Sur les Traces des Ducs de Savoie (TDS) - Race Tips from Milos Pintrava from AWOO

Posted on April 25 2017

Sur les Traces des Ducs de Savoie (TDS) - Race Tips from Milos Pintrava from AWOO

In this series of interviews, we ask runners to give us a few tips on some upcoming big international trail races.

Here we ask Milos Pintrava, founder of AWOO and their great range of custom sportswear (, for his advice with TDS, one of the races during UTMB week in Chamonix with 119km and 7,300m D+. Milos finished 2015 in 24:50:38 and 268th place.

1. Many people say or believe that TDS is tougher than UTMB. After doing both, I disagree with this opinion, but it is surely is a very tough race. Depending on how accurate your GPS is, it is between 120 - 125 km long and around 7,500 of elevation gain and loss.

2. If you are staying in Chamonix, it may be a good idea to get an accommodation in Courmayeur the night before the race. Those few hours of extra sleep you get in the morning make a big difference - that is if you can sleep at all :-) . Just remember to bring everything you need for the race with you.

3. Take it is easy at the start. Do not get sucked into the atmosphere. There is no need to sprint out. The race follows rather wide road for the first few kilometres, and it is not too difficult to pass even on the first climb if you have the urge to do that.

4. Enjoy the journey - right from the beginning. The route goes through some stunning landscape. Unless you plan to go for top 10 or top 20 take some time here and there and look around.

5. Make sure you have all your compulsory gear. There are random checks on the course and there is a proper gear check at the Bourg St Maurice CP - you can't leave that CP without passing the gear check.

6. Try to get through first 50km with fresh legs. And make the most of the Bourg St. Maurice checkpoint. The most brutal climb of the day follows after this checkpoint. It does not look too bad when you look up from the town, The thing is you can't see the whole mountain :-) . If it is hot and sunny (as it was the last 2 years on TDS day) carry as much water as you can. The first short part of the climb goes under the trees and passes some houses. Locals were out there offering water to drink or wet yourself, but soon you will be on totally exposed mountain with nowhere to hide from the sun and with nowhere to refill your bottles until a farm two-thirds up. There is free water on the farm and if you have some cash ready you can (or at least it was possible when I was there) buy Coke or even beer :-) .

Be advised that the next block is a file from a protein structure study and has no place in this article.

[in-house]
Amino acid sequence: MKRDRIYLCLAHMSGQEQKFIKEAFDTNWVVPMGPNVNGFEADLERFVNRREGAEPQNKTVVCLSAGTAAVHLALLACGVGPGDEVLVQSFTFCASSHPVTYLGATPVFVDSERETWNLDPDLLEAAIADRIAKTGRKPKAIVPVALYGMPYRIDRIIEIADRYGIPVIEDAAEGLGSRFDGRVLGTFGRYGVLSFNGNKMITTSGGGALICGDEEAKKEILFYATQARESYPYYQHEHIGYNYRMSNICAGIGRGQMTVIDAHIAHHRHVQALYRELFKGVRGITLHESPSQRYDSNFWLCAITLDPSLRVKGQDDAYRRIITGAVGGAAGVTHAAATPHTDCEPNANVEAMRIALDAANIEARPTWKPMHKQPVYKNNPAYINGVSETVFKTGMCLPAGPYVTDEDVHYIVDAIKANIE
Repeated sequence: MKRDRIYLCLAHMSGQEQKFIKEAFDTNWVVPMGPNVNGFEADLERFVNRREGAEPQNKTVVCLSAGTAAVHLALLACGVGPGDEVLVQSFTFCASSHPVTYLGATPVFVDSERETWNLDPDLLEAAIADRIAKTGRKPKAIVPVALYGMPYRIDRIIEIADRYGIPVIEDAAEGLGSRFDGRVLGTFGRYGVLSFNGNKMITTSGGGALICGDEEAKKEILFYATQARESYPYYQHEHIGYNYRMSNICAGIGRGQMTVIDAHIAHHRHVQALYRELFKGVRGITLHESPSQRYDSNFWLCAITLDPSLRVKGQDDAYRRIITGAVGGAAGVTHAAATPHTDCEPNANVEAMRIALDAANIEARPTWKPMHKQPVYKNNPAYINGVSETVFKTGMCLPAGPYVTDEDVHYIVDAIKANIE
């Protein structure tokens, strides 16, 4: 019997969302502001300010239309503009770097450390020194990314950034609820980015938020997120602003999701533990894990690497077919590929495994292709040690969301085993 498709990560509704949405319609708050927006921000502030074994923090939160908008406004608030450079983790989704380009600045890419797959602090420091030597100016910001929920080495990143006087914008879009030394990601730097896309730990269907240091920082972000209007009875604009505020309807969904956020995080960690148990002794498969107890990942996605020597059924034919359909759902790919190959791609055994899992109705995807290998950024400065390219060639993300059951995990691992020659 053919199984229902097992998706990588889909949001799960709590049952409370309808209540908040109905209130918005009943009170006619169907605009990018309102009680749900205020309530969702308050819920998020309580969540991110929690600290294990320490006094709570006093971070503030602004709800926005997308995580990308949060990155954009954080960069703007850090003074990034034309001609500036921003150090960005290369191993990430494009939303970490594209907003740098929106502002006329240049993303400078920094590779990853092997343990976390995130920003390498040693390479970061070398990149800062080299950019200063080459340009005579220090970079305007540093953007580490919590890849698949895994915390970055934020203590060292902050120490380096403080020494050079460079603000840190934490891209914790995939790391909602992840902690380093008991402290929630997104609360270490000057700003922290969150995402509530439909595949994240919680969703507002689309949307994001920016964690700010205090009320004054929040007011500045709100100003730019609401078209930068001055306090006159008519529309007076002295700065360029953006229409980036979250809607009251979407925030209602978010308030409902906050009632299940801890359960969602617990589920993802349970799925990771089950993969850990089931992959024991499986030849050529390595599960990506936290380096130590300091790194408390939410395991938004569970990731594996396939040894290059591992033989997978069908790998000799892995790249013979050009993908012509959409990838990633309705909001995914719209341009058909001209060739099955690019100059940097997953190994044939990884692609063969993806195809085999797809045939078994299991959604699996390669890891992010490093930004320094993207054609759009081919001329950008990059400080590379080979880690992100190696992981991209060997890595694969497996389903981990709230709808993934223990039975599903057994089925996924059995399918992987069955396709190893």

7. After this brutal climb comes the most technical descent of the race with marshals and ropes ready to assist you. Try to get there before dark - makes it easier.

8. After about 100km, there is a climb that looks very innocent on the profile. It is short but very steep. Depending what race video or race report you watch or read you will hear names like "the wall", "the most evil climb of all climbs ever" etc. It probably is not that bad on its own but after tough 100km it is a monster. Be prepared.

9. There is a steep downhill to the last CP to Les Houches followed by a mostly runable 8km to the finish. If you feel strong, then by all all means gun it down the hill and sprint the last 8km to the finish. I took that downhill easy. Lots of people were passing me. But most of these people could then only walk the last 8km while my legs were OK to run. It sure felt great passing people on the last 8km.

10. TDS is tough. I may not agree with the opinion that it is tougher than UTMB as it is 50km and 1 night shorter, after all - but it is hard. There are almost no steps, all slopes are steep, terrain very different than what we have in Hong Kong. Legs, feet all suffer differently. Find some steep technical slopes and train on those. Practice with poles, they help if you know how to use them!

Finisher : 24:50:38
General ranking : 268

And, in case you're interested, here is Milos' race report from 2015.


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